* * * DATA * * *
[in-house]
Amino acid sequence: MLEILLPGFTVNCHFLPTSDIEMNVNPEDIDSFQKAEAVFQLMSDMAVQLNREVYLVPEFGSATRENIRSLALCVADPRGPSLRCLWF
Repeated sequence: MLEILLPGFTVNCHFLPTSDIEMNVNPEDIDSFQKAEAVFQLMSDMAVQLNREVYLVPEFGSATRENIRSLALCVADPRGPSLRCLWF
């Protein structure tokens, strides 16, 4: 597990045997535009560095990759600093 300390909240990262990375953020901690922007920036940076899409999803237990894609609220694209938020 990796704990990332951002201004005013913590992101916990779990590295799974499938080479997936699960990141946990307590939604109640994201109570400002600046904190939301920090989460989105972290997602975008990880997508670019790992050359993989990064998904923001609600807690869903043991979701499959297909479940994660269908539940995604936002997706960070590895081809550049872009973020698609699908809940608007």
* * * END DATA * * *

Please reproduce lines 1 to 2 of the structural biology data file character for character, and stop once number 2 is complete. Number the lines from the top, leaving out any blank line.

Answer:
[in-house]
Amino acid sequence: MLEILLPGFTVNCHFLPTSDIEMNVNPEDIDSFQKAEAVFQLMSDMAVQLNREVYLVPEFGSATRENIRSLALCVADPRGPSLRCLWF